Given the ever-growing popularity of electric vehicles, it’s important to note that there is still much controversy over the actual environmental footprint they create – specifically with respect to the process of producing commercial lithium-ion batteries.
Lithium is a metal that needs to be mined from the ground and extracted from a brine (a high-concentration solution of salt). Lithium is mined in many countries but the world’s top producers are Chile and China. 75% of the world’s known lithium reserves exist in what’s called the Lithium Triangle at the intersection of Chile, Bolivia and Argentina.
Unfortunately, the process is rather complex and impacts the surrounding environment heavily. Producing one ton of lithium requires 500,000 gallons of water and in these desert areas, water can be a scarce resource. The toxic cocktail of chemicals used for extraction can also seep into ground water and contaminate local areas.
The factories that assemble the batteries are sometimes located in countries that use fossil fuels like coal for electricity. Where a lithium-ion battery is made, in other words, will affect its net carbon footprint.
A Quebec company called Recyclage Lithion has been working on a possible solution to the twin issues of supply and pollution. The firm has developed a process by which 95% of the components of old lithium-ion batteries can be recycled and re-incorporated into new batteries.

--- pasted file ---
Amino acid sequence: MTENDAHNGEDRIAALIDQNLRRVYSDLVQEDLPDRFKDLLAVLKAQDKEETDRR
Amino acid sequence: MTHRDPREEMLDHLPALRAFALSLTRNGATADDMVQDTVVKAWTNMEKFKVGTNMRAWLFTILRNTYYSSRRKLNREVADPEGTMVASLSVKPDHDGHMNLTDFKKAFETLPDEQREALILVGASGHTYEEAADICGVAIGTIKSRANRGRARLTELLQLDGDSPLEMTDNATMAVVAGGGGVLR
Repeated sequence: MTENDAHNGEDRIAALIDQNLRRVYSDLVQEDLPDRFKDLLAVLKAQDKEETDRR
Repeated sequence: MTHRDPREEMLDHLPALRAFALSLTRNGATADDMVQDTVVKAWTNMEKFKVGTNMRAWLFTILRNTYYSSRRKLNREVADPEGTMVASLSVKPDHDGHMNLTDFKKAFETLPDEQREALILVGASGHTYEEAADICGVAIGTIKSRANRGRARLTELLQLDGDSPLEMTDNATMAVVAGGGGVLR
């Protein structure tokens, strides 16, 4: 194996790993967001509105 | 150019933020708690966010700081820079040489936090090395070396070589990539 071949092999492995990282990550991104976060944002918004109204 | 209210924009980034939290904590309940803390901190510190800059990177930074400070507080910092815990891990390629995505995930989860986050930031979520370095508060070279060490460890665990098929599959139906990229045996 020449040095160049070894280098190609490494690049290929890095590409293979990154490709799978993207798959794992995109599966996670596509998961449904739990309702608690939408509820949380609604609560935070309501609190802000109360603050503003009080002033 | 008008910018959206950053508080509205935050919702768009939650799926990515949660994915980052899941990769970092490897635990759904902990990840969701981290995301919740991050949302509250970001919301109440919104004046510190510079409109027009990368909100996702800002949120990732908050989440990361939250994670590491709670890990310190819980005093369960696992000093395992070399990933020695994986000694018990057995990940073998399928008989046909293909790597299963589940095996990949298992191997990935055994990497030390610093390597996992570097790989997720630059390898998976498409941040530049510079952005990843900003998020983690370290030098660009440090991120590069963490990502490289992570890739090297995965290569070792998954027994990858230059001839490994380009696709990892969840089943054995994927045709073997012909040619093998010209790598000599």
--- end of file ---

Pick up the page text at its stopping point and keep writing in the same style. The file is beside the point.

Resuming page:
Until recently, the process of recycling batteries was mainly focused on reducing waste volume and contamination, according to Benoit Couture, President of Recyclage Lithion.
Working in collaboration with industrial engineering expert Seneca, the lab at the Centre d'études des procédés chimiques du Québec du Collège de Maisonneuve and Le Centre d'excellence en électrification des transports et stockage d'énergie, the company has succeeded in all of its initial objectives, including treating all types of lithium-ion batteries, not generating any liquid pollutants, requiring few re-additives and recycling 95% of the batteries.
At the end of the process, the purified materials are battery-grade and can be used by manufacturers of products that use lithium, cobalt, graphite, nickel hydroxide and Manganese oxide. In theory, it’s now possible to have a lithium-ion battery made from 100% recycled material. And the recycling process can be repeated, in principle infinitely.
Recyclage Lithion is planning to build a pilot factory in Montreal at a cost of $12 million; it’s slated to begin operations in 2020. The technology is promising enough that the Sustainable Development Technology Canada foundation is contributing $3.8 million to the project. The goal of the factory is to perfect and validate even further the processes over a period of two years so they can be pitched to potential clients. The factory will be able to treat up to 200 tons of used batteries per year.
In years to come, a commercial factory will eventually be built with a capacity to process 2,000 tons per year. With an eye to scaling up even more, Benoit Couture predicts that eventually there will be factories capable of recycling 10,000 tons per year. Ideally these facilities will be located near automotive assembly plants. In his view, it’s not unreasonable to envision 10 or so of these factories operating in Europe and North America. There should also be strong demand for them in Asia, where electric cars are growing in popularity as well.